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Old 11-05-12, 07:00 AM
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Posts pictures of the wiring at the inlet and transfer switch and maybe we can see a problem.
 
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Old 11-05-12, 09:28 AM
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My guess is that the "electrician" hooked up 240 volts to the 120V loads. Either that or probably like PATBAA said, an open neutral.

Pictures of the inside of the switch would probably tell the tale.
 
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Old 11-07-12, 07:10 AM
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Here are photos, hope this helps. I still plan to have an electrician experienced with these switches inspect this before I use it again. Inlet box is at the bottom


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Old 11-07-12, 08:33 AM
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Could you show us the other side of the inlet where the red and white wire connections are?
 
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Old 11-07-12, 10:01 AM
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I assume you mean this, thanks: Name:  IMAG1579.jpg
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Old 11-07-12, 10:30 AM
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Can you post a picture of the inside of the main panel? Specifically where the white wire from the inlet lands?

If you have a voltmeter, can you check the resistance between the ground prong of the inlet (the one that is "L" shaped), and the prong directly opposite it?
 
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Old 11-07-12, 11:23 AM
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The thicker white wire marked in green is the one that comes in from the inlet, into the transfer switch, then into the panel. Not good at getting resistance readings, the meter was jumping around as I tried to get good contact, the most resistance was about 17 ohms, at times a lot less, between the L shaped prong and the one directly opposite.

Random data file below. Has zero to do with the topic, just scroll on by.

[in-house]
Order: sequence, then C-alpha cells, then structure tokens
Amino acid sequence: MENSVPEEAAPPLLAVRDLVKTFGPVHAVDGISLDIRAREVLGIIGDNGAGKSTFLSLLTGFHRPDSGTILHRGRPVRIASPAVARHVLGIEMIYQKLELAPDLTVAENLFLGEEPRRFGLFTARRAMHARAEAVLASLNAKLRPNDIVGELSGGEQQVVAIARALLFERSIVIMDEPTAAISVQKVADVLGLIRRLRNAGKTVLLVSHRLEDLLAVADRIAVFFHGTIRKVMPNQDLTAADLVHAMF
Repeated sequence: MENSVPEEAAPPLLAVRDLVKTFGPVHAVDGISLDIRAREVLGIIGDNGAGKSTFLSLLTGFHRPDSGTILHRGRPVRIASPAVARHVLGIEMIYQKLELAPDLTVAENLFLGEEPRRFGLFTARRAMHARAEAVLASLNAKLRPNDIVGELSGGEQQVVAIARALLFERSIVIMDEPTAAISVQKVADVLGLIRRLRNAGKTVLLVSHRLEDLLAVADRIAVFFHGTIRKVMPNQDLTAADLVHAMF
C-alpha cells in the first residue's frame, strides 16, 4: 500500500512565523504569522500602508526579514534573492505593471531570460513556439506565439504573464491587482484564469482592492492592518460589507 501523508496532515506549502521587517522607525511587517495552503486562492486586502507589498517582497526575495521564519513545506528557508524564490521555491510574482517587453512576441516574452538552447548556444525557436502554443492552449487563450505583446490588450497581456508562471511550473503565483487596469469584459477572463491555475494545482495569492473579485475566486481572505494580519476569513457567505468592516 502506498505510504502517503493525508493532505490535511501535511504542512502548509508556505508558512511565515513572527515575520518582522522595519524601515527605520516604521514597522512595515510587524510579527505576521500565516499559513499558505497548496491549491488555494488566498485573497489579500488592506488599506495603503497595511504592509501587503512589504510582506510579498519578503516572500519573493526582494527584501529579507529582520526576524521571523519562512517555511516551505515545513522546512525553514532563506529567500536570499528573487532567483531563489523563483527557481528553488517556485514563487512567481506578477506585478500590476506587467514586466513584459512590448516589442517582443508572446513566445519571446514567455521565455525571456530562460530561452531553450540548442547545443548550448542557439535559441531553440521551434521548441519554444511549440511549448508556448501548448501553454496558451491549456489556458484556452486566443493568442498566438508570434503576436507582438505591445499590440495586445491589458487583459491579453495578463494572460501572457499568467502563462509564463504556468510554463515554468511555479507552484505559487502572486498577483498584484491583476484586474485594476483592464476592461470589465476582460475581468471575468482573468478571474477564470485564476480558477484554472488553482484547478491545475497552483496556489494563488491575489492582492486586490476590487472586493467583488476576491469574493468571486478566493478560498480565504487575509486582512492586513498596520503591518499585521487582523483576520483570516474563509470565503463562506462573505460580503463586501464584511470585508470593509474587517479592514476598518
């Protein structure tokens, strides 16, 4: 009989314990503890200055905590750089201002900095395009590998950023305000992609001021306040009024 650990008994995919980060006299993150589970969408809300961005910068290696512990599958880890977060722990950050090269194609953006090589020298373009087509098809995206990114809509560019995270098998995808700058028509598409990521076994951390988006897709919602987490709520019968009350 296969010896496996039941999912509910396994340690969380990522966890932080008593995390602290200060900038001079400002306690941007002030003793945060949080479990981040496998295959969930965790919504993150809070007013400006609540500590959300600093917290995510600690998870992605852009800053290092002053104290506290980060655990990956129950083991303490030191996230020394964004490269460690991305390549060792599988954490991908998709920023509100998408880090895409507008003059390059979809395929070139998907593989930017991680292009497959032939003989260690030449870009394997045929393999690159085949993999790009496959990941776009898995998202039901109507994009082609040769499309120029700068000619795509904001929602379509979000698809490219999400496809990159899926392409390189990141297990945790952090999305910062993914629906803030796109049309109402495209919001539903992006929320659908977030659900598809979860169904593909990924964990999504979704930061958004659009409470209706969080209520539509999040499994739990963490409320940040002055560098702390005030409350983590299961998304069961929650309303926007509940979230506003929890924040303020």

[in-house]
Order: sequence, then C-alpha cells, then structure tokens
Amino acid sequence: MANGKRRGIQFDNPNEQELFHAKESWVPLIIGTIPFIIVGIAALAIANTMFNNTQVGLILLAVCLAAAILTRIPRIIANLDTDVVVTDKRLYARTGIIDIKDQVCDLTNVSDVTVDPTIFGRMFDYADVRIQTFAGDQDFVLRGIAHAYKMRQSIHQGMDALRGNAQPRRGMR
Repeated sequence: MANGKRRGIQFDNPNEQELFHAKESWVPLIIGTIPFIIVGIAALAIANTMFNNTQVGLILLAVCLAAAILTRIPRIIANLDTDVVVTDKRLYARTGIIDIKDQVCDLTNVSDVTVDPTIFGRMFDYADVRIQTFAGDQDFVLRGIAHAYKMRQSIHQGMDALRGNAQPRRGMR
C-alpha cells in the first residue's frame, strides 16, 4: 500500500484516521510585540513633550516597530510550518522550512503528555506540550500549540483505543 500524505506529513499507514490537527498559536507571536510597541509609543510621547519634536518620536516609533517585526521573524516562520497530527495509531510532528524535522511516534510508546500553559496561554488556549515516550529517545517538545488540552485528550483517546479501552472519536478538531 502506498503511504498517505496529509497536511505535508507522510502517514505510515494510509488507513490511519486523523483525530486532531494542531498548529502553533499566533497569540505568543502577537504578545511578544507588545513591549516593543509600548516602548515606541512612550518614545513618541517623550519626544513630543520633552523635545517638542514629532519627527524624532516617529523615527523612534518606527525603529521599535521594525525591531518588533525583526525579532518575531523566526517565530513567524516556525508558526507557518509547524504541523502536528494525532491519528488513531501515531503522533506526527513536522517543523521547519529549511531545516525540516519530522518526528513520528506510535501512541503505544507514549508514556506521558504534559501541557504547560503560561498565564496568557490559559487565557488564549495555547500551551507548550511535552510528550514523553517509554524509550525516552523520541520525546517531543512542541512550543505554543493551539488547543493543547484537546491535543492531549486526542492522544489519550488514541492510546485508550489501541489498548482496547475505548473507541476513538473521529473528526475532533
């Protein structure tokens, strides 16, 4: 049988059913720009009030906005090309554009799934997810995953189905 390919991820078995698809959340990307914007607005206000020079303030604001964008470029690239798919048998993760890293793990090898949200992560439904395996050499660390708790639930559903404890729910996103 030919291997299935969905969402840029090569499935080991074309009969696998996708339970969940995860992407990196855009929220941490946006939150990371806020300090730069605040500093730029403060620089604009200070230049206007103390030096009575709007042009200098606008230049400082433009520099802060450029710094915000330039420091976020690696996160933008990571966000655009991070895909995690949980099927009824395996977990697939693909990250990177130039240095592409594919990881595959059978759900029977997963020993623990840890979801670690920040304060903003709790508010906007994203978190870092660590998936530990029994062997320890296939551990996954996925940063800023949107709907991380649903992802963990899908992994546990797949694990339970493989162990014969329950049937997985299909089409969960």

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Old 11-07-12, 12:15 PM
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Try getting a good reading by putting yor leads into the back of the inlet where the wires enter. The reading should be near zero. If not there is a open in the ground or (more likely) the neutral between the inlet and panel. I would check that wire nut on the neutral in the switch first.

If all that checks out then I would do a continuity check on the neutral of the cord that goes from the gen to the inlet.
 
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Old 11-10-12, 08:28 AM
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The most consistent resistance reading I get by holding the leads until the readings settle down is 00.6.
 
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Old 11-10-12, 10:10 AM
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00.6 is a good reading. That means th neutral is not open in the house wiring. The next thing to check is the "extension" cord that goes between the generator and inlet. Is it a factoy unit or did the electrician make it up?

Use the ohmeter to check for continuity on each individual wire of the cord. Also check to see that the wires are not shorted to each other.
 
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Old 11-10-12, 10:22 AM
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One more question. Are there any RED wires from the switch in the MAIN panel that are wire nutted to anything?